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Book(s) That Changed Your Life

lovemimoonlovemimoon Posts: 251 The Mix Regular
This could be anything:
- did it inspire you to become a better person?
- change your perspective on something?
- got you into doing something new?

I used to read a lot of manga in Year 7 until a librarian recommended that I should read a book. I picked up Malorie Blackman's "Boys Don't Cry" and immediately fell in love with her writing. One thing led to another, and now I'm a huge bookworm. :sweat_smile::joy:


  • Ed_Ed_ Posts: 638 Community Manager
    Love this thread @lovemimoon and agree with you on Malorie Blackman, such a powerful writer. The Noughts and Crosses series was a really important one for me growing up, understanding about how racism and prejudice impacts people. Will have a think about other books that I loved growing up too!
    "Don't let them paint you gray. They're gonna see you're somebody, somewhere, someday. Don't ever let them take your playful heart away. Oh you're somebody nobody could replicate" ~ Roo Panes
  • AidanAidan Clever idiot Posts: 2,982 Boards Guru
    Louis Sachar's Holes when I was a lot younger, it taught me things happen for a reason and that what goes around comes around - whether positive or negative!

    I've not finished it yet (it's a PHAT book!), but Derren's Brown's Happy is a nice little book that's worth it if you can put the time in, it puts happiness and human belief into perspective.
    but idk tho
  • lovemimoonlovemimoon Posts: 251 The Mix Regular
    Aidan wrote: »
    Louis Sachar's Holes when I was a lot younger, it taught me things happen for a reason and that what goes around comes around - whether positive or negative!

    I remember reading this book for English in Year 7! I didn't want to put that book down cos there was so much going much on. Have you watched the movie adaptation?
  • SkyeSkye Posts: 90 Budding Regular
    Five Feet Apart by Rachael Lippincott and Mikki Daughtry.

    I just love that book. I would have read hundreds of novels by now but it still remains one of my constant favourites (the only one that doesn't have any new fictional world or creatures).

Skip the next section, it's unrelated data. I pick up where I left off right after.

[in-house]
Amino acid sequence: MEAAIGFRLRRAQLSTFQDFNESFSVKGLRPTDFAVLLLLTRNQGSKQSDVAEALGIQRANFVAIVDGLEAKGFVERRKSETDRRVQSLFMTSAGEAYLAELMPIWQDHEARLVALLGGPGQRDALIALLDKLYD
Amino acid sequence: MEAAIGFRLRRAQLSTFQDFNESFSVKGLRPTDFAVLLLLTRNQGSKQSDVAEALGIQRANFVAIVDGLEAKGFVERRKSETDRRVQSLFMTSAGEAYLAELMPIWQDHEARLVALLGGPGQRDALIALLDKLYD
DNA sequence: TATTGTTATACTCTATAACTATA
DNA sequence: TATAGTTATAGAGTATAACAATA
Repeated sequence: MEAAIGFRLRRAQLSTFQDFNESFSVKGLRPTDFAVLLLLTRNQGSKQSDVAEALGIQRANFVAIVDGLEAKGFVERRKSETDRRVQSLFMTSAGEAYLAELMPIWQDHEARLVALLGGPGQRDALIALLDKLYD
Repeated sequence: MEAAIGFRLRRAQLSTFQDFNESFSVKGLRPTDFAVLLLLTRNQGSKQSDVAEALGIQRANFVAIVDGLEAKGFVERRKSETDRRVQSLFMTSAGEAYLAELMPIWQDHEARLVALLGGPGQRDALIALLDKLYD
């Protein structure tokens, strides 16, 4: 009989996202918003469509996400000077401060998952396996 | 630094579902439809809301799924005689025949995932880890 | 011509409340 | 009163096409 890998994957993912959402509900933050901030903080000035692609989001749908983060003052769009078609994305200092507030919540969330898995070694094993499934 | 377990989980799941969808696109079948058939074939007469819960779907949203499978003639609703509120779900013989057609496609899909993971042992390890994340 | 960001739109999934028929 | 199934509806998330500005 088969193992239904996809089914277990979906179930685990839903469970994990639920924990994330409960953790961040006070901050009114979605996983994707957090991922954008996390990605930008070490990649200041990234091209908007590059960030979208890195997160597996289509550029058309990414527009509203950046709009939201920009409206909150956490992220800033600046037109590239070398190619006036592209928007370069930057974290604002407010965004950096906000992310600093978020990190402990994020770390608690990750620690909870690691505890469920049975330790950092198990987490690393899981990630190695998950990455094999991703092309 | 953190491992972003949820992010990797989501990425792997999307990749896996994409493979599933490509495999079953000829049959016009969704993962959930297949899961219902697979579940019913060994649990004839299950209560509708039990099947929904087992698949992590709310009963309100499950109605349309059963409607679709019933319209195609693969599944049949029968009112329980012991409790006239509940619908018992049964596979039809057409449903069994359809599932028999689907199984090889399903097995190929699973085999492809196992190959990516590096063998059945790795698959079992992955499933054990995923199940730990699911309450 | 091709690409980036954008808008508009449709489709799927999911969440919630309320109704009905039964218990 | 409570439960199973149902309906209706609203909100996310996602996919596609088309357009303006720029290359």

It changed my perspective about alot of things. About life, about love. How I take the people I love for granted. There are people out there who can't hug there best friend or even hold the hand of people they love and here I have constantly arguing with them. There are people fighting so hard to live and I'm always ready to throw my life away. Idk I just love that book so much.
    Would anyone care, would anyone cry If I finally stepped off of this ledge tonight?
  • Lucy307Lucy307 UKPosts: 893 Part of The Mix Family
    The Midnight Library by Matt Haig. Put life and particularly regret into perspective, was a really easy read too
    Treat yourself as you would treat a good friend
  • lovemimoonlovemimoon Posts: 251 The Mix Regular
    Hey @Skye

    That sounds like a really good read! <3
    Thank you for sharing!
  • AislingDMAislingDM Posts: 81 Budding Regular
    AmazING thread I love this :)

    Now, it's probably going to sound silly but Twilight by Stephanie Meyer, she herself is deeply problematic, as is the book. However, rereading Twilight as an adult has really helped me to understand that my conception of love was really skewed by a lot of the media/books/tv I consumed in my teenage years. I think it's hard for me to reconcile with the idea that love does not have to be the all consuming thing in one's life and having friendships and other relationships is great too. I am grateful for what I have learned. Reflecting is the best <3
  • lovemimoonlovemimoon Posts: 251 The Mix Regular

    Completely agreed! I believe this type of representation in love and relationships, specifically in teen/YA media is much more common than we realize. There are a lot of books/TVs that present relationships in this manner, and I'm not just referring to romantic relationships. Friends and family too. There are some protagonists that exhibit this type of behaviour as well and it's portrayed as a good thing?
    I believe it's the mishandle of that situation.
    There are books that explore this type of relationship dynamics and handle it well! =)

    Out of curiosity, why is Stephanie Meyer problematic?
  • AislingDMAislingDM Posts: 81 Budding Regular
    100% you're so right @lovemimoon like there are lots of books that really try to go against this model of quite toxic love, but I know Twilight is quite old now (I think it's from 2005!!). But as you say even TV shows and stuff still portray some unhealthy rels like Riverdale has some uncomfy moments in it haha. Ofc we should take tv and books with a pinch of salt but I do feel they've influence my perception of what love should look like so it's important to keep looking in at myself to prevent any negative effects of that!!

    Good question about Stephanie Meyer and I think it's quite a multi-faceted answer (including some of her portrayals of unhealthy relationships) but the main overarching reason is that she's been racist in a number of ways. A lot of Native people have written online about not liking the way the Quileute people and their history are portrayed (particularly the real-life Quileute people) in the books/films and the fact Stephanie gave 0 money to them despite using their history as a focal point for the novels is quite messed up. Here's some articles that explain it a lot better than I do (the first one is by a First Nations actor who was in the Twilight films)!



    I just googled 'Stephanie Meyer' controversy after reading some stuff on Twitter and I learned a lot about it. I'm grateful that people have taken the time to dissect the negative impact of her books <3 So, the copy I'm reading is second-hand, so as not to give her money!
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